In the online advertising industry, the use of third-party cookies is ubiquitous (for optimisation, retargeting, pricing etc.). However, cookies are transient and may only exist for short periods of time. They can cease to exist because they have been deleted knowingly by the user; or they can be deleted by the web browser due to space restrictions or configuration settings. Cookies can also be blocked completely via browser settings (either by default or by choice). Stricter laws on how cookies are used and increasing online access from mobile devices, that may have different support levels for cookies, further increases the uncertainty about the viability of using 3rd party cookies. So, how useful are they?

Examining recent data from ad impressions on the websites of European Premium Publishers shows that 3rd party cookies are still widely enabled in general (85% of impressions), but much less so on mobile devices (46% of impressions). Furthermore, the data shows that not all cookies necessarily exist for long periods of time – in fact only 48% of impressions have cookies that are observed to exist for longer than 31 days. These figures combined with the news that Firefox will shortly disable 3rd party cookies by default adds weight to the argument that 3rd party cookies, while still adding value today, are not to be relied on for much longer. In other words, the advertising industry currently stands at the precipice of a new era in a world without 3rd party cookies.

We think that this is good news, not only for the privacy of web users, but also for publishers as it gives them an opportunity to regain control of their audience data. Today, the proliferation of ad networks, open ad exchanges, external demand providers etc., means that many publishers are exposing their inventory and their audience data to a multitude of 3rd party players. Publishers are seeing their inventory devalued by demand partners cherry-picking impressions while exploiting the publisher’s audience data collected through 3rd party cookies. Several reports show that this data leakage is harmful and costly for the publisher [1,2]. This data hi-jacking is enabled primarily by the (mis)use of 3rd party cookies and has also resulted in growing concerns from visitors about their privacy [3], which is the key reason that browser manufacturers are now trying to restrict the use of 3rd party cookies.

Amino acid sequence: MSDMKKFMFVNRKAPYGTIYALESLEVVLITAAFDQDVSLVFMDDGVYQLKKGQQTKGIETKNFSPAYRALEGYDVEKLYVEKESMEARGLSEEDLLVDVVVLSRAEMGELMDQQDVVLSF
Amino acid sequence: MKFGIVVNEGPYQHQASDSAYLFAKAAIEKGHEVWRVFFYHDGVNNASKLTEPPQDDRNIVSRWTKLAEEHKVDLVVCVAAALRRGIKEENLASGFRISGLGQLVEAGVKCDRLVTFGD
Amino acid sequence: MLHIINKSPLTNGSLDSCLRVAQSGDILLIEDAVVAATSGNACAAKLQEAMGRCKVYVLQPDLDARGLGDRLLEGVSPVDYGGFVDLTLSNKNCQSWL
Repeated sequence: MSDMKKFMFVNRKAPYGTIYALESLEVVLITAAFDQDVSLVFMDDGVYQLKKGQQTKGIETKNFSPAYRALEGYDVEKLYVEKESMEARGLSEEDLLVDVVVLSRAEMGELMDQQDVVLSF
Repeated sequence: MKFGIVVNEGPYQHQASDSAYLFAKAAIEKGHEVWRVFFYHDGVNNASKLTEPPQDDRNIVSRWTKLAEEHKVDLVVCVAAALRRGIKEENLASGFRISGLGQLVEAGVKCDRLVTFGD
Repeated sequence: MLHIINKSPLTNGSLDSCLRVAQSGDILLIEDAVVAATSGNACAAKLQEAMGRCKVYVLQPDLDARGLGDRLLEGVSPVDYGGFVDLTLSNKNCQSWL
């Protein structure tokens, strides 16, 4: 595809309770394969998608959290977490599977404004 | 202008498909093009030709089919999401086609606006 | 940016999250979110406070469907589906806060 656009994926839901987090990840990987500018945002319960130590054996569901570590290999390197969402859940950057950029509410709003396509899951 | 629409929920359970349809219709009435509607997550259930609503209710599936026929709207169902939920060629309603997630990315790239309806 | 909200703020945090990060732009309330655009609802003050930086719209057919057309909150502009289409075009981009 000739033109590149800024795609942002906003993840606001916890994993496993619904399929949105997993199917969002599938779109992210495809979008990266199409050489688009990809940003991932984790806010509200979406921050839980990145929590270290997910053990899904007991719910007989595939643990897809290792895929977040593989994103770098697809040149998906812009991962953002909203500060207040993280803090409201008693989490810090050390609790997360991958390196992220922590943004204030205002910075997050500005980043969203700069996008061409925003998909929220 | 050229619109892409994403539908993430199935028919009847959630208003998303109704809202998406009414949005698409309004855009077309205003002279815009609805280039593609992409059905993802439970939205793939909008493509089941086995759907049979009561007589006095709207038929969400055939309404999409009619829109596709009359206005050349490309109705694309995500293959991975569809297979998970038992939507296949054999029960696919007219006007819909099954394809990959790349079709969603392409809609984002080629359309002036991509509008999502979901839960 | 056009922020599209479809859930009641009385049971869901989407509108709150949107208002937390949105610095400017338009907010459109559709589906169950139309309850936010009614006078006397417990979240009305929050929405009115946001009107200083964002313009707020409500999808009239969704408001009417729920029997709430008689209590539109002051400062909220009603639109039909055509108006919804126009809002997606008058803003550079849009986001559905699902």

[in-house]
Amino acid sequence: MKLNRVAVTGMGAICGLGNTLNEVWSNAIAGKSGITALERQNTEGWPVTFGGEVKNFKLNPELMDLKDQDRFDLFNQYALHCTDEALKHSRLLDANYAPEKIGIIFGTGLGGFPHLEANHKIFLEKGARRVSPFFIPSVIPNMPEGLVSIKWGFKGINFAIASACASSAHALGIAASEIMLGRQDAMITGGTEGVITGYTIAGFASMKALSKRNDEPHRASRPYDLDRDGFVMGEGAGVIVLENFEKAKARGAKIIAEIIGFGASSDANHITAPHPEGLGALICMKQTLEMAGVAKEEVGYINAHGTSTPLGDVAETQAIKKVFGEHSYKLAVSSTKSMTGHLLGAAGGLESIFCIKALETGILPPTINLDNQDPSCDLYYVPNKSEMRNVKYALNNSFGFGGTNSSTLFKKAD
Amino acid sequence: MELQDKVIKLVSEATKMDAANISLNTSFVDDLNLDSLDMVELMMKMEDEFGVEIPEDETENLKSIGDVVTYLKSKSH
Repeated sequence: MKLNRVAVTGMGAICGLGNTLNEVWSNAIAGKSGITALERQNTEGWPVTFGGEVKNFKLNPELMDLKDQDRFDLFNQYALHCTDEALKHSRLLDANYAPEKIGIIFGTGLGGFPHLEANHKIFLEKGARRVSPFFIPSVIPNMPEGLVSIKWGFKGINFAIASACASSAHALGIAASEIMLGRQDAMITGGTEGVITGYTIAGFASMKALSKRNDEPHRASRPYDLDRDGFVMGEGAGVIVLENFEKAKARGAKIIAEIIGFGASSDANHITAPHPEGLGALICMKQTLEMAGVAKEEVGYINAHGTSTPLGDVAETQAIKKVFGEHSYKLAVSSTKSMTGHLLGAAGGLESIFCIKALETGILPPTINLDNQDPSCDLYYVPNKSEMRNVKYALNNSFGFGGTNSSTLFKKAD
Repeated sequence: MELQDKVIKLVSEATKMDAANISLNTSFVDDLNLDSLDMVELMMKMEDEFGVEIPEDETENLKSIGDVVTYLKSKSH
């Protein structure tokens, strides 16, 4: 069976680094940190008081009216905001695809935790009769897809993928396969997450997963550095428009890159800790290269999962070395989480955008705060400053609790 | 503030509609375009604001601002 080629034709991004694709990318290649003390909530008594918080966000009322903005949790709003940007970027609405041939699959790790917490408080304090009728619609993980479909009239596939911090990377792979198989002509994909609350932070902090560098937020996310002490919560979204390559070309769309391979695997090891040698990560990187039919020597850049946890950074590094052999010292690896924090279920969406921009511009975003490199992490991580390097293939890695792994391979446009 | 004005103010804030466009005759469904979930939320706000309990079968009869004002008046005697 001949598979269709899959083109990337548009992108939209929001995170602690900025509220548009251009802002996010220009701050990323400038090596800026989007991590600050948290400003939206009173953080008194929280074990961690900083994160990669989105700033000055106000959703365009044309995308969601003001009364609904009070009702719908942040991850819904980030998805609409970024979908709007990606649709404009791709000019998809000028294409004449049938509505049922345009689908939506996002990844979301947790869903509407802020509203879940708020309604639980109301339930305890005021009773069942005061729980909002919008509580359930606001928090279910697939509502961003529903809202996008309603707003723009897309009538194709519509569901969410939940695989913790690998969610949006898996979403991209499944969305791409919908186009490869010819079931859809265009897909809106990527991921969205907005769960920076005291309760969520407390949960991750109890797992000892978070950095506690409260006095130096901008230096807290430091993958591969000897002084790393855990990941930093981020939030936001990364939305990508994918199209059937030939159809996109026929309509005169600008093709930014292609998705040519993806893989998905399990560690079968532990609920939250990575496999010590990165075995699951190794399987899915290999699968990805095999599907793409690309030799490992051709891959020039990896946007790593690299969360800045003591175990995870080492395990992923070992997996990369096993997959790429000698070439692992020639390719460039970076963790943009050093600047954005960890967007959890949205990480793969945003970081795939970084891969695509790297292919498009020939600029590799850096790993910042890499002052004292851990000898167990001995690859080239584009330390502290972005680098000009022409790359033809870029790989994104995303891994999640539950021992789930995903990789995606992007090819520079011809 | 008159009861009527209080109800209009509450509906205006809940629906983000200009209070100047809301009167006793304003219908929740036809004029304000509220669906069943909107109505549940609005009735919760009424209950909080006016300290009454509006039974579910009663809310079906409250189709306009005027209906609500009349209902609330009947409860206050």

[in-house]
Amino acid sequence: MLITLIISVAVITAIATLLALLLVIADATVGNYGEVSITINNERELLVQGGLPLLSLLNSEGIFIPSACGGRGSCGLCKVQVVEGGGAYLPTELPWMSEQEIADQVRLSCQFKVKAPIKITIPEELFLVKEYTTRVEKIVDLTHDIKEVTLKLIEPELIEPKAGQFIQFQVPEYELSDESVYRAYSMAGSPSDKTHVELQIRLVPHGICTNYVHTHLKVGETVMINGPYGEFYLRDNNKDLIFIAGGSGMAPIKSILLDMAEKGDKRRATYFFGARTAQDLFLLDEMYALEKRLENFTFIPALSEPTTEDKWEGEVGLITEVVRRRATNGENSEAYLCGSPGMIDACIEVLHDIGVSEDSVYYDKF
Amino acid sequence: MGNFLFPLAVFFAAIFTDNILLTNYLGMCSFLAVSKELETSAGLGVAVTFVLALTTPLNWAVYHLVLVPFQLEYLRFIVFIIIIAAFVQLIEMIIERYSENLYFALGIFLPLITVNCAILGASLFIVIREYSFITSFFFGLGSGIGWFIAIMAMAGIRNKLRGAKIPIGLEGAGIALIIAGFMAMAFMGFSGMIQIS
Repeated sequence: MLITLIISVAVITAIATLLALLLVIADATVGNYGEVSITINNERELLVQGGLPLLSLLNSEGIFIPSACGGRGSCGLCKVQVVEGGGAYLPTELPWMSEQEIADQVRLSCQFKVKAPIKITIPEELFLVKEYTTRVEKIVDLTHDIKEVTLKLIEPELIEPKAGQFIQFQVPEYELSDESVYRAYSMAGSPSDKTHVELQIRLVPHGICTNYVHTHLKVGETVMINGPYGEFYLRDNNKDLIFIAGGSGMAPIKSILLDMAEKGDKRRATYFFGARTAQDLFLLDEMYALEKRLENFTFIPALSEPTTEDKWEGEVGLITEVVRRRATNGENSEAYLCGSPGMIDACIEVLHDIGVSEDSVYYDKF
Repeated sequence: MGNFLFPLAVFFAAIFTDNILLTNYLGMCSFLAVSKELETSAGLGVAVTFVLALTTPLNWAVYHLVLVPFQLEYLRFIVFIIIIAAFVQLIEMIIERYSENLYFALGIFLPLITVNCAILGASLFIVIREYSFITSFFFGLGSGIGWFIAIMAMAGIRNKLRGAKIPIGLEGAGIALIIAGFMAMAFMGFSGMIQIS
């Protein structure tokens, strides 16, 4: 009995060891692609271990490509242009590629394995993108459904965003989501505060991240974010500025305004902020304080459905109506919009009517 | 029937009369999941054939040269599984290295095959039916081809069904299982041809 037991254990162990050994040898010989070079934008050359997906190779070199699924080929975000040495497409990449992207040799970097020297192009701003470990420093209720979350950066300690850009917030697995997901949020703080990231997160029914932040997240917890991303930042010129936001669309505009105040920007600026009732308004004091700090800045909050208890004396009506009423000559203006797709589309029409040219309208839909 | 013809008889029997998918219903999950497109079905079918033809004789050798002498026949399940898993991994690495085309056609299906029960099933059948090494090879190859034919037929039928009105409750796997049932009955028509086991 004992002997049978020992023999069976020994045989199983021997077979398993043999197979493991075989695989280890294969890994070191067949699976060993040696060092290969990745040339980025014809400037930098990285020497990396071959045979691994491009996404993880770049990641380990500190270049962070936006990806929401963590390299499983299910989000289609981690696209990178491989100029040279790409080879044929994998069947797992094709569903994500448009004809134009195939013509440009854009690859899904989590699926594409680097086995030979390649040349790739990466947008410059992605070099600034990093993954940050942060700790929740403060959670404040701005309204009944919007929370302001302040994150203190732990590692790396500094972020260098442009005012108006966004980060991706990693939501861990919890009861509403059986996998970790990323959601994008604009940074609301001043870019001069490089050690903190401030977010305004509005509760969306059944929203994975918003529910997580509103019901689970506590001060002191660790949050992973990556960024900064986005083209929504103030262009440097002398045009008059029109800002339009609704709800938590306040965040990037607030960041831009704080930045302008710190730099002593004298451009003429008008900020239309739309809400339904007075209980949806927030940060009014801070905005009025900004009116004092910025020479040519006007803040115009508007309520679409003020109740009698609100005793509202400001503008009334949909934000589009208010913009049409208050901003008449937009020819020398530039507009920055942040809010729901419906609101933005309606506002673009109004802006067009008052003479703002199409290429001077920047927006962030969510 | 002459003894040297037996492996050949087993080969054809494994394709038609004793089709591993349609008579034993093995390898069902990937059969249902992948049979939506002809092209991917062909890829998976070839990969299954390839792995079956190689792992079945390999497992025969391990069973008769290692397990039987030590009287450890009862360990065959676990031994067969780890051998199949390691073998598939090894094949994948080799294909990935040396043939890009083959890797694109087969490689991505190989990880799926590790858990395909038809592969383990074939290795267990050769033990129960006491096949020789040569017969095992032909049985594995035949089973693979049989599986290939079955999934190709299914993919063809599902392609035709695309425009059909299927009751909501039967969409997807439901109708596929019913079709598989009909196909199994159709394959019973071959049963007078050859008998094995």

But, via 1st party cookies and pay/sign-in walls publishers are actually in a strong position to own, control and value their audience data. This should not need to come at the cost of lower advertising revenue. In fact it is the opposite – private ad exchange solutions using proprietary audience data that are closely integrated with the publisher have the potential to leverage this information to produce better results for both the publisher and the advertiser compared to external exchanges or similar whose sales rely more heavily on information collected via 3rd party cookies. Furthermore, and importantly, private ad exchanges can be used without the risk of data leakage.

Most commentators are predicting the demise of the 3rd Party Cookie in the near future but as our statistics show, the future is now. While a sizeable proportion of visitors still have 3rd party cookies enabled, many of these cookies do not exist for very long, thus limiting their practical usability. Furthermore as IE 10, with ”Do Not Track” by default, and Firefox with 3rd party cookies disabled by default are adopted more, the availability of cookies will be even less. Many in the advertising industry are concerned about this, but primarily those on the advertiser side, who realise that their ability to identify and track users will be severely compromised. In the case of premium publishers with a strong brand, it is now they who have the power. Online publishers can legally and ethically collect information about their visitors using 1st party cookies, sign-ins or paywalls. This audience data is a valuable commodity that should be used to increase advertising revenue of the publisher and allow advertisers to reach their target demographics, while still respecting the privacy of the visitor.